Again, this need not be.

“By this they will know that the Father sent me, that you love one another.” Isn’t this the greatest challenge and opportunity?

Here are a few brief, maybe obvious, suggestions. As always, the list is not comprehensive. And it has to be stated that these situations can be very complex and require effort beyond merely extending forgiveness, for example. However, these following suggestions implemented will head off a lot of relational pain.
1. Take care of yourself. This may seem counterintuitive. It is not selfish. We cannot care and lead others if we cannot or will not self-care and self-lead. I cannot give away that which I do not have. Too many of us are still carrying around baggage from younger years. If I feel like God is always angry with me, how can I be merciful to others? If I am not acutely experiencing God’s love and care for me, what do I have to extend to another? Many of us can seek out formal counseling for these deep, life-long wounds. The point here is that my life can be an overflow of the love, grace and mercy from God. But I must receive first. Tend to you own “stuff” rather than pick at someone else about theirs (Jesus addresses this with the “log and splinter” analogy). Seek intentionally for God to mature and deepen you and you will have much to bring to all your relationships.  And how do you steward your own heart – do you relate to yourself well? Are you gracious with yourself?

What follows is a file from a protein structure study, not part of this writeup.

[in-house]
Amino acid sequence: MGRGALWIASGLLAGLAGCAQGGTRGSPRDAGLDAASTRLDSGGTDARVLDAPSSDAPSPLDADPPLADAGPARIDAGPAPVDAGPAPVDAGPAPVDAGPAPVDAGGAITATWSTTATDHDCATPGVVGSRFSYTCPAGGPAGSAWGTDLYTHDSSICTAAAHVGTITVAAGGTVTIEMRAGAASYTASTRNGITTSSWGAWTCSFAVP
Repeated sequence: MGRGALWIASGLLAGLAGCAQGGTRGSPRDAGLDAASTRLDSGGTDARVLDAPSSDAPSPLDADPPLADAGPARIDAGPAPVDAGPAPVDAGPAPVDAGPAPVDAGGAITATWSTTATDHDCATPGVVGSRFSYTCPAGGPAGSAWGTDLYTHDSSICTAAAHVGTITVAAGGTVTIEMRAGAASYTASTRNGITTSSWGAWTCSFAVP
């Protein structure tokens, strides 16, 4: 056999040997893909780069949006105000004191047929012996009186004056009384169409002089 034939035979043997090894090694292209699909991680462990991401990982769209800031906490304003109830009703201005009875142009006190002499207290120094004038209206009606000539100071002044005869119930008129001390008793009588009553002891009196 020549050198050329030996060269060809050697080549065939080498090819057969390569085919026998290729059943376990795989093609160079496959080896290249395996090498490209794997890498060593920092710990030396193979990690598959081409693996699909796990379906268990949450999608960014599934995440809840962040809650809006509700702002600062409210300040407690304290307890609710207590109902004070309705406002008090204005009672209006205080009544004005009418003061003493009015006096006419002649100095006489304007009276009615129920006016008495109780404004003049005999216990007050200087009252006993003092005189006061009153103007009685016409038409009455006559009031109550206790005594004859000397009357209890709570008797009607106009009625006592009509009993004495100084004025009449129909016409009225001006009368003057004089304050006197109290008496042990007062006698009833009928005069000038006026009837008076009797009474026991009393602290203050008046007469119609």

Do not cease to grow in your own self-awareness, spiritual depth, emotional intelligence, and relational skills. In the end these are all fancy phrases for “loving well” – which is the greatest command. Some resources are listed at the end of this article.

2. Be deliberate in tending to your core relationships: spouse, children, friends, teammates – whoever fits into this category of core relationships for you. If you do not have the time or energy for this, see previous entries in this series. Spouses court one another. Parents pursue and listen to your kids. Make time for friends.  How many spouses and TCK/MK’s are out there who feel they are second in line to “missional strategies?”